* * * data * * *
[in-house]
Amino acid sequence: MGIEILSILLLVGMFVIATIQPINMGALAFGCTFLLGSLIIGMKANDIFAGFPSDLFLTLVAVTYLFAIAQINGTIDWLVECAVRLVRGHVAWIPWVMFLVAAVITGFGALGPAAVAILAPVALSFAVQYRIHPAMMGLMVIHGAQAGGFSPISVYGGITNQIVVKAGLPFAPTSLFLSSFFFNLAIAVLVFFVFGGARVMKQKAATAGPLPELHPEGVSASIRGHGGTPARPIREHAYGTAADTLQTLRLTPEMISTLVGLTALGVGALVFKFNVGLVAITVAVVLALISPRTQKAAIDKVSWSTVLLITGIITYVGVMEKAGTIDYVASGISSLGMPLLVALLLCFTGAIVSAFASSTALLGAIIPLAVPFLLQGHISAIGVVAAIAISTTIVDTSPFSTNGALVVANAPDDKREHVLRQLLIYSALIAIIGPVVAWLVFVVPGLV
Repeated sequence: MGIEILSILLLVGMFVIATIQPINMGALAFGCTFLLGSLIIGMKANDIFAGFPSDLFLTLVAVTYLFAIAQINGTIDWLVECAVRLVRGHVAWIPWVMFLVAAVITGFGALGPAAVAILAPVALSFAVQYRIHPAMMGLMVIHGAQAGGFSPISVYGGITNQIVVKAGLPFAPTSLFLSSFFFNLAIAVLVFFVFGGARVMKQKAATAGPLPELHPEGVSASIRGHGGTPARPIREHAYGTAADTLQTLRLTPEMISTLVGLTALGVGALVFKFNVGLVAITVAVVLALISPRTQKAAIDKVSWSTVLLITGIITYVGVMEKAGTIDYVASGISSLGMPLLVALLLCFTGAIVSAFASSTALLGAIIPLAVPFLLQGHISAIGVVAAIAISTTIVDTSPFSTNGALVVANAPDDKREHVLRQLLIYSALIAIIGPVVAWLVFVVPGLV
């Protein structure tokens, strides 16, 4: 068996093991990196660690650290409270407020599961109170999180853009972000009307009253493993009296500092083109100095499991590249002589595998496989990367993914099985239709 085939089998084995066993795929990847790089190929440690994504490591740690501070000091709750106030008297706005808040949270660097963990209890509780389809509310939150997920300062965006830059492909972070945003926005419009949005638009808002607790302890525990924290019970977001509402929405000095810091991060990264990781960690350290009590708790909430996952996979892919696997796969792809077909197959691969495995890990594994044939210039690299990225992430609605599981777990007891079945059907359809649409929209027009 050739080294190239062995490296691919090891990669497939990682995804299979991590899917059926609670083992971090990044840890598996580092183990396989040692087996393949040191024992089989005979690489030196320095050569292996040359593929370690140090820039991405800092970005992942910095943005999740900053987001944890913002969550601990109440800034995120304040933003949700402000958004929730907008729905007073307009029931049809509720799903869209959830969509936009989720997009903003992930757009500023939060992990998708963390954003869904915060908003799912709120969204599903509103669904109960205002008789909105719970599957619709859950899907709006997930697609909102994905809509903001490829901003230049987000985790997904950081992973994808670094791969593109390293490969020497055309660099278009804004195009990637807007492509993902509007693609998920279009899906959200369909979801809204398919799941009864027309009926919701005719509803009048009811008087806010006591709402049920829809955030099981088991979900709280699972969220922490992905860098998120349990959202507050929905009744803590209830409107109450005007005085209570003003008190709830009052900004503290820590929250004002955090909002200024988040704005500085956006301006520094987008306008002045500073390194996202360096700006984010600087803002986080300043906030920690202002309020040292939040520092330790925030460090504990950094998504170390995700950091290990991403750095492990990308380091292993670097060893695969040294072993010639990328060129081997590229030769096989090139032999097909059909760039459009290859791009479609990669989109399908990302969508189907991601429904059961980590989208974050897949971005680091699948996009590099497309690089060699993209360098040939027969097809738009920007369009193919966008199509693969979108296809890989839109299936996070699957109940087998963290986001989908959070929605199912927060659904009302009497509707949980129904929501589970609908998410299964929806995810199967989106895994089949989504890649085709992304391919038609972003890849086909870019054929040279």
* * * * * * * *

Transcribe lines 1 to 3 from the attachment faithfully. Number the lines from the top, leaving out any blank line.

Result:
[in-house]
Amino acid sequence: MGIEILSILLLVGMFVIATIQPINMGALAFGCTFLLGSLIIGMKANDIFAGFPSDLFLTLVAVTYLFAIAQINGTIDWLVECAVRLVRGHVAWIPWVMFLVAAVITGFGALGPAAVAILAPVALSFAVQYRIHPAMMGLMVIHGAQAGGFSPISVYGGITNQIVVKAGLPFAPTSLFLSSFFFNLAIAVLVFFVFGGARVMKQKAATAGPLPELHPEGVSASIRGHGGTPARPIREHAYGTAADTLQTLRLTPEMISTLVGLTALGVGALVFKFNVGLVAITVAVVLALISPRTQKAAIDKVSWSTVLLITGIITYVGVMEKAGTIDYVASGISSLGMPLLVALLLCFTGAIVSAFASSTALLGAIIPLAVPFLLQGHISAIGVVAAIAISTTIVDTSPFSTNGALVVANAPDDKREHVLRQLLIYSALIAIIGPVVAWLVFVVPGLV
Repeated sequence: MGIEILSILLLVGMFVIATIQPINMGALAFGCTFLLGSLIIGMKANDIFAGFPSDLFLTLVAVTYLFAIAQINGTIDWLVECAVRLVRGHVAWIPWVMFLVAAVITGFGALGPAAVAILAPVALSFAVQYRIHPAMMGLMVIHGAQAGGFSPISVYGGITNQIVVKAGLPFAPTSLFLSSFFFNLAIAVLVFFVFGGARVMKQKAATAGPLPELHPEGVSASIRGHGGTPARPIREHAYGTAADTLQTLRLTPEMISTLVGLTALGVGALVFKFNVGLVAITVAVVLALISPRTQKAAIDKVSWSTVLLITGIITYVGVMEKAGTIDYVASGISSLGMPLLVALLLCFTGAIVSAFASSTALLGAIIPLAVPFLLQGHISAIGVVAAIAISTTIVDTSPFSTNGALVVANAPDDKREHVLRQLLIYSALIAIIGPVVAWLVFVVPGLV